Other general tips about proper pick wear and replacement:
- Adding a water kit to your cold planer reduces dust and can increase pick life by up to 30 percent.
- Replace missing picks immediately or it will cause the surrounding picks to wear at a much faster rate.
- Picks should rotate freely in their holders or they will wear faster.
- Choose picks that are made for your application; while there are hundreds of pick types available, the two most common are “universal” picks that excel in more than 90 percent of applications and concrete picks designed specifically for concrete.
For pick removal, most manufacturers provide a fork tool that slides into a groove on each pick. When in the groove, operators tap the end of this tool with a hammer which pops the pick out. For operators that consistently change out picks, an air compressor, air hammer and punch tool will remove them faster. To insert new picks, flip the fork tool over and follow the same simple procedure. Note: Picks become very hot during operation, so wait until they cool before replacing. Also, don’t hammer on the carbide point of the picks because it can break and cause injury.
Leave no part unchecked
While pick replacement is critical, it’s not the only maintenance check that should be performed on cold planers. Here are some other simple things to be aware of. The time periods noted below are specifically related to Paladin’s Bradco and FFC Cold Planers and many other common brands. Be sure to read your manual for specific maintenance time periods for your unit.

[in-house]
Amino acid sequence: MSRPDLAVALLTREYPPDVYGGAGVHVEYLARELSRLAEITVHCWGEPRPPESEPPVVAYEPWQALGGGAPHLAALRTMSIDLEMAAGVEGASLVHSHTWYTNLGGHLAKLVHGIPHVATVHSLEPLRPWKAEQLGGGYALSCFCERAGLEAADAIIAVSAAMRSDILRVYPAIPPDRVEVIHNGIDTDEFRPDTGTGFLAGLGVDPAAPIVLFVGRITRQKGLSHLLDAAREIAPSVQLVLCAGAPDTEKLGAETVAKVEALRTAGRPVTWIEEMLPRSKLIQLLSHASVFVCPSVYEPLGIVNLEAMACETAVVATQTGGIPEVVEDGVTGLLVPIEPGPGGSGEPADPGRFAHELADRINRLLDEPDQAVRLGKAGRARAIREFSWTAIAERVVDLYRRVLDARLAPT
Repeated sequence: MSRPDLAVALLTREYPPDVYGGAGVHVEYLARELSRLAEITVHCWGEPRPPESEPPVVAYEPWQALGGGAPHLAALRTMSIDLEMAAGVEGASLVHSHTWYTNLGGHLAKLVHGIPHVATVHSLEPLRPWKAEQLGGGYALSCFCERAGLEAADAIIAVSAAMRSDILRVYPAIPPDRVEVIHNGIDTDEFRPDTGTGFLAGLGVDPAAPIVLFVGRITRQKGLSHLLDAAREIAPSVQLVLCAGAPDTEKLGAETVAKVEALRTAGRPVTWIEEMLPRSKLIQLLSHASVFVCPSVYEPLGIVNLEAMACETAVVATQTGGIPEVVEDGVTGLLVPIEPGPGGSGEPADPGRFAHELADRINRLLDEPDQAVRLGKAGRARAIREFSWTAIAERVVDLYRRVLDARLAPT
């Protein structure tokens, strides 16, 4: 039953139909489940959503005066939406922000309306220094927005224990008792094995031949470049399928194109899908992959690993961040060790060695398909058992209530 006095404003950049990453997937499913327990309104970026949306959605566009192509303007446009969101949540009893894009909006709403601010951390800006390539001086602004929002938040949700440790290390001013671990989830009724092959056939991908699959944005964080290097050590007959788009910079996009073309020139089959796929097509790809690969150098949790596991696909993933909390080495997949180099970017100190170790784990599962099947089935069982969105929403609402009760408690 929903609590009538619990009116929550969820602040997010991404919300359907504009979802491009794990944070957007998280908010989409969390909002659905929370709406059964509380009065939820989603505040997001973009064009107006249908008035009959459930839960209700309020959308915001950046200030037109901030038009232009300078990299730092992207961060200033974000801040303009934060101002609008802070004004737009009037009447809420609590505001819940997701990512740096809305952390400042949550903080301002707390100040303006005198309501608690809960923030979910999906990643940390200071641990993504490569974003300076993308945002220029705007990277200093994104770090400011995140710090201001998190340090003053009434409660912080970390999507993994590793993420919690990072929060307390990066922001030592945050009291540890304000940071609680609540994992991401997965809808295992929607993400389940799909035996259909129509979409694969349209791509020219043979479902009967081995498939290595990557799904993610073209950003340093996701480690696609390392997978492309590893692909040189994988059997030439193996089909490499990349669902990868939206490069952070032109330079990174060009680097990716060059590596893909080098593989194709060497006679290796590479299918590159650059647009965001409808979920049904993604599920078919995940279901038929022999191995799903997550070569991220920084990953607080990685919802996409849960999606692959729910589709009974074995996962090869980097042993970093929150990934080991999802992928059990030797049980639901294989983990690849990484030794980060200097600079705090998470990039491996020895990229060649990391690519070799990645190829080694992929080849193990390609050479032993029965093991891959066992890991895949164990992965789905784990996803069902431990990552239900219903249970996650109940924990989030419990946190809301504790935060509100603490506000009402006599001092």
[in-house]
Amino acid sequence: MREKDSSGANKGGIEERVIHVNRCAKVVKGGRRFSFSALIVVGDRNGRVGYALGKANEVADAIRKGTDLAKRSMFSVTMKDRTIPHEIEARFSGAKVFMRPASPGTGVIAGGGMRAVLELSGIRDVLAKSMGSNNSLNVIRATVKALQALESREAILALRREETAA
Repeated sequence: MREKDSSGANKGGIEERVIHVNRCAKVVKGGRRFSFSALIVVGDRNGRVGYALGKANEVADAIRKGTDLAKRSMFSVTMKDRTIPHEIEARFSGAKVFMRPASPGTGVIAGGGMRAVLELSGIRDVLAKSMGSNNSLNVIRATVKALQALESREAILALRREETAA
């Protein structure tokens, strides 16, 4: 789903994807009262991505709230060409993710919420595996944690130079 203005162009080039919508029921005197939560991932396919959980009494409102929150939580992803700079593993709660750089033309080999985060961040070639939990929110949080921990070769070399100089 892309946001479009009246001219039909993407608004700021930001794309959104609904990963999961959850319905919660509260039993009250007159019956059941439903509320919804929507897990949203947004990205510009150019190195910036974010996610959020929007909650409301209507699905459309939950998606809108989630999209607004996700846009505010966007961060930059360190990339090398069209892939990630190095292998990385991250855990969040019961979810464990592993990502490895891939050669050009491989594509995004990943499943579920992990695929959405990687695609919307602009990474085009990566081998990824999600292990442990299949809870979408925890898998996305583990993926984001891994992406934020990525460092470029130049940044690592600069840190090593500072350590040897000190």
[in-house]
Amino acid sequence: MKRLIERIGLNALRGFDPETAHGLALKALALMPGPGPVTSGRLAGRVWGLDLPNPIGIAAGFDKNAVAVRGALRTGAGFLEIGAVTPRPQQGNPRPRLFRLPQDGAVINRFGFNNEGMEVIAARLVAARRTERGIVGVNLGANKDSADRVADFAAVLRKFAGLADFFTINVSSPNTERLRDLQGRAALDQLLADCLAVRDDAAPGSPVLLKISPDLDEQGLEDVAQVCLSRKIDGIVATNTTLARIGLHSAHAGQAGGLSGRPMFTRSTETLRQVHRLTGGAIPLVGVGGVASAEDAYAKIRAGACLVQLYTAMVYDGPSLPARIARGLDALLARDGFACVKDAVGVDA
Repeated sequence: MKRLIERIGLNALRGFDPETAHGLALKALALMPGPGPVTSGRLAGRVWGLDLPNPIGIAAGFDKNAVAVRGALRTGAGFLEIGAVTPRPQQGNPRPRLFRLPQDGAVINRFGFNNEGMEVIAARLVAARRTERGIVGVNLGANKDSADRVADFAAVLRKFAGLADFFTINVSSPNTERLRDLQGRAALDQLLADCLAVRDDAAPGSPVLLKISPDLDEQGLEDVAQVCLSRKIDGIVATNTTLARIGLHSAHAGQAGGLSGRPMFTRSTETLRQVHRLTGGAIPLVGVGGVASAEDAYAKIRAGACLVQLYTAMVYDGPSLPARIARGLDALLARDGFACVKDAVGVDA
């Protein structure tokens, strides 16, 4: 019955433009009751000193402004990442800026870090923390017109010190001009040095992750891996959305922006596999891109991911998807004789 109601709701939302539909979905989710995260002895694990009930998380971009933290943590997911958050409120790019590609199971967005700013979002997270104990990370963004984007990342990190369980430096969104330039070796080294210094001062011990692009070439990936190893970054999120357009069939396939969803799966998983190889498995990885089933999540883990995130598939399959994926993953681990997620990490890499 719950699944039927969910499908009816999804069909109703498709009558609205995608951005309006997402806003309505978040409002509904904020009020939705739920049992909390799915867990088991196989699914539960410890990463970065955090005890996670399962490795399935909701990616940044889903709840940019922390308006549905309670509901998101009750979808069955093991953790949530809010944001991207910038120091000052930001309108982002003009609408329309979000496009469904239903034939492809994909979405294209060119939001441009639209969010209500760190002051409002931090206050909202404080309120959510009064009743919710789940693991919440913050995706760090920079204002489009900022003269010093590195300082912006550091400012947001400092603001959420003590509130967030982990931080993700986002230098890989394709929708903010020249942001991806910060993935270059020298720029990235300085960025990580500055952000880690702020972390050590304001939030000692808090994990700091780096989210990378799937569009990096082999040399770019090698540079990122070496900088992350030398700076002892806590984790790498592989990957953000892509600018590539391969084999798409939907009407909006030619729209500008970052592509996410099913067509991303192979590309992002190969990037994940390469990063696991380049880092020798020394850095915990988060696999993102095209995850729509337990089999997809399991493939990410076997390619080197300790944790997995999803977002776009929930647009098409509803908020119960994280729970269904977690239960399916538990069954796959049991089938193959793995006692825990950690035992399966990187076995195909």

- Ensure all nuts, bolts and other fasteners are in place, properly tightened and performing their specified function.
- Check all hoses for wear and/or damage and ensure there are no leaks.
- Inspect all quick disconnect areas for damage.
- Clean debris from all valves and hoses to avoid hydraulic system contamination.
- Ensure that the case drain coupler is completely engaged and the hose is not kinked or crushed; a restricted case drain flow can blow the shaft seal on the motor.
- Ensure the skid steer hydraulic system is at an adequate level of hydraulic oil.
- Keep as much outside debris out of the drum as possible.
Every 40 Hours Or Periodic Maintenance/Tips
- Grease all moving parts, including wheel bearings, hydraulic cylinder pivot pint, side shift wear areas like flat bars or side shift rods and the depth plates (also known as skids); always wipe off excess grease from fittings because it will collect dirt and increase wear.
- Check the planetary for leaks and call your dealer immediately if a fix is necessary.
- Perform the initial oil change after 50 hours of operation and once per year or every 1,000 hours after that.
“Lastly, one of the most important things to remember is don’t rush your cold planer,” says Bethards. “The unit will do the work, but you have to match the speed to the cut depth and application. Think of it in terms of inches and feet, not miles per hour. Don’t push it too fast or you will add significant wear to your picks, the rest of the attachment and the skid steer.”
As always, read your cold planer manufacturer’s operation manual thoroughly before using. The operation manual also commonly includes troubleshooting tips in case problems occur.